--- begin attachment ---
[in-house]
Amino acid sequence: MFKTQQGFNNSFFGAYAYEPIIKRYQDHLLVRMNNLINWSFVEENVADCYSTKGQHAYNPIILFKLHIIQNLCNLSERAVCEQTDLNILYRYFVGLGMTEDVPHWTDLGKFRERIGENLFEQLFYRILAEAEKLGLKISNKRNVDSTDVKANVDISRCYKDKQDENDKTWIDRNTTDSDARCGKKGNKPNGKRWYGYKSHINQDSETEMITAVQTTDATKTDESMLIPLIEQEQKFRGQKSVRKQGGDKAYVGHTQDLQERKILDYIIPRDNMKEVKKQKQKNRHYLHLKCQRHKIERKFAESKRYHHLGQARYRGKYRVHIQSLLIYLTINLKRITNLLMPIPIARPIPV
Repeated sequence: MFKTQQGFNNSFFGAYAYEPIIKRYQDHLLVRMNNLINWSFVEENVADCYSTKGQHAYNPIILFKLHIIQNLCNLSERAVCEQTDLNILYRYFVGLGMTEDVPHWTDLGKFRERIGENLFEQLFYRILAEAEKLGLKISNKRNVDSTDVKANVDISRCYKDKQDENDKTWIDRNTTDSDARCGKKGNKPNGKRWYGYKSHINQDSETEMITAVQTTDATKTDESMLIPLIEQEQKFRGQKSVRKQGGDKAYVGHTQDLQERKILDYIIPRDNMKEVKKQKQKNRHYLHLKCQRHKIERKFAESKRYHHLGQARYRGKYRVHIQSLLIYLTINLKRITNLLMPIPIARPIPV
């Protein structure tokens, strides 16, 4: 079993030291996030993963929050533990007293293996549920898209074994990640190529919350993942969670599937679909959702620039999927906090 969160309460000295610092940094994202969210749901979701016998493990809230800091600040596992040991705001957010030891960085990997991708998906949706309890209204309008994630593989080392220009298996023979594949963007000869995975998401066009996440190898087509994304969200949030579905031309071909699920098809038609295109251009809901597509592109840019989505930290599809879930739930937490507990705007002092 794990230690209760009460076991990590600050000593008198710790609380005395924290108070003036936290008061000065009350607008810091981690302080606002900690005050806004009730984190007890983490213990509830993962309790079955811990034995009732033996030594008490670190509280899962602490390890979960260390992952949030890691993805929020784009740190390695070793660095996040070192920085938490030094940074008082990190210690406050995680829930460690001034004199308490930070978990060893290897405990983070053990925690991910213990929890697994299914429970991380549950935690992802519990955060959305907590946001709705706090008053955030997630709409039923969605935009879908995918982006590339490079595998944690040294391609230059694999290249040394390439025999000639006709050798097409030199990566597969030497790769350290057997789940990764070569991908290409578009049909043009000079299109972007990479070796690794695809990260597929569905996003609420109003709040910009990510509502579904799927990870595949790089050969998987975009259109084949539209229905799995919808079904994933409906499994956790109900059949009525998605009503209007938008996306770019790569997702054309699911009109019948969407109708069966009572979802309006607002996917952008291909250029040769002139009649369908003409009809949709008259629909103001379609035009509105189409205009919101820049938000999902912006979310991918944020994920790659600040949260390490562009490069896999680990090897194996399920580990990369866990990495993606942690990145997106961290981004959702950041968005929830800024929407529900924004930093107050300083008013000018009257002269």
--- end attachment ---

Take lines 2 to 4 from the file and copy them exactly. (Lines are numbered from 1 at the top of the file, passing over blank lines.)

Amino acid sequence: MFKTQQGFNNSFFGAYAYEPIIKRYQDHLLVRMNNLINWSFVEENVADCYSTKGQHAYNPIILFKLHIIQNLCNLSERAVCEQTDLNILYRYFVGLGMTEDVPHWTDLGKFRERIGENLFEQLFYRILAEAEKLGLKISNKRNVDSTDVKANVDISRCYKDKQDENDKTWIDRNTTDSDARCGKKGNKPNGKRWYGYKSHINQDSETEMITAVQTTDATKTDESMLIPLIEQEQKFRGQKSVRKQGGDKAYVGHTQDLQERKILDYIIPRDNMKEVKKQKQKNRHYLHLKCQRHKIERKFAESKRYHHLGQARYRGKYRVHIQSLLIYLTINLKRITNLLMPIPIARPIPV
Repeated sequence: MFKTQQGFNNSFFGAYAYEPIIKRYQDHLLVRMNNLINWSFVEENVADCYSTKGQHAYNPIILFKLHIIQNLCNLSERAVCEQTDLNILYRYFVGLGMTEDVPHWTDLGKFRERIGENLFEQLFYRILAEAEKLGLKISNKRNVDSTDVKANVDISRCYKDKQDENDKTWIDRNTTDSDARCGKKGNKPNGKRWYGYKSHINQDSETEMITAVQTTDATKTDESMLIPLIEQEQKFRGQKSVRKQGGDKAYVGHTQDLQERKILDYIIPRDNMKEVKKQKQKNRHYLHLKCQRHKIERKFAESKRYHHLGQARYRGKYRVHIQSLLIYLTINLKRITNLLMPIPIARPIPV
């Protein structure tokens, strides 16, 4: 079993030291996030993963929050533990007293293996549920898209074994990640190529919350993942969670599937679909959702620039999927906090 969160309460000295610092940094994202969210749901979701016998493990809230800091600040596992040991705001957010030891960085990997991708998906949706309890209204309008994630593989080392220009298996023979594949963007000869995975998401066009996440190898087509994304969200949030579905031309071909699920098809038609295109251009809901597509592109840019989505930290599809879930739930937490507990705007002092 794990230690209760009460076991990590600050000593008198710790609380005395924290108070003036936290008061000065009350607008810091981690302080606002900690005050806004009730984190007890983490213990509830993962309790079955811990034995009732033996030594008490670190509280899962602490390890979960260390992952949030890691993805929020784009740190390695070793660095996040070192920085938490030094940074008082990190210690406050995680829930460690001034004199308490930070978990060893290897405990983070053990925690991910213990929890697994299914429970991380549950935690992802519990955060959305907590946001709705706090008053955030997630709409039923969605935009879908995918982006590339490079595998944690040294391609230059694999290249040394390439025999000639006709050798097409030199990566597969030497790769350290057997789940990764070569991908290409578009049909043009000079299109972007990479070796690794695809990260597929569905996003609420109003709040910009990510509502579904799927990870595949790089050969998987975009259109084949539209229905799995919808079904994933409906499994956790109900059949009525998605009503209007938008996306770019790569997702054309699911009109019948969407109708069966009572979802309006607002996917952008291909250029040769002139009649369908003409009809949709008259629909103001379609035009509105189409205009919101820049938000999902912006979310991918944020994920790659600040949260390490562009490069896999680990090897194996399920580990990369866990990495993606942690990145997106961290981004959702950041968005929830800024929407529900924004930093107050300083008013000018009257002269």